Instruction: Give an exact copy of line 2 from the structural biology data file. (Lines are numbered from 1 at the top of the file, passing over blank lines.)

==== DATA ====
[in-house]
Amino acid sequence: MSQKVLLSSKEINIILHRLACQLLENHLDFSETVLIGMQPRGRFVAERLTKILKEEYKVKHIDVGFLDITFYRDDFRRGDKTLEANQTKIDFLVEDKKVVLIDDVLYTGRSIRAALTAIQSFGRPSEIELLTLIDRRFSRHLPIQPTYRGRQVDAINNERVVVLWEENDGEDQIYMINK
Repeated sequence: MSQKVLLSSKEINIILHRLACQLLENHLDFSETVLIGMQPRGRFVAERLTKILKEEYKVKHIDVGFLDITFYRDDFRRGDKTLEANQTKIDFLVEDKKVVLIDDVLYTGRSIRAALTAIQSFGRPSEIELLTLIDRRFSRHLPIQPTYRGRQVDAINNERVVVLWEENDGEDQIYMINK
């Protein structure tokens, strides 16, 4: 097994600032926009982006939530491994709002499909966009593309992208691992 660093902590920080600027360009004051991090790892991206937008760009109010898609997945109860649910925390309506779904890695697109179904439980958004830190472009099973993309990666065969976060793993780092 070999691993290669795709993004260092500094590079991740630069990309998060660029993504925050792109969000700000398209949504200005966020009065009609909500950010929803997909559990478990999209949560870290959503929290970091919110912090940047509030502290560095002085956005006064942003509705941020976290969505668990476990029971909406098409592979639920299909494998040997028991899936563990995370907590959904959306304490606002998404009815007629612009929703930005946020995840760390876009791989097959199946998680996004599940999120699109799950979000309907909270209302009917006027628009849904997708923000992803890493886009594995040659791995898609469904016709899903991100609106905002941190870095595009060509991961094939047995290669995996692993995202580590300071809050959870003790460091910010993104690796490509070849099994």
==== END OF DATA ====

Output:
Amino acid sequence: MSQKVLLSSKEINIILHRLACQLLENHLDFSETVLIGMQPRGRFVAERLTKILKEEYKVKHIDVGFLDITFYRDDFRRGDKTLEANQTKIDFLVEDKKVVLIDDVLYTGRSIRAALTAIQSFGRPSEIELLTLIDRRFSRHLPIQPTYRGRQVDAINNERVVVLWEENDGEDQIYMINK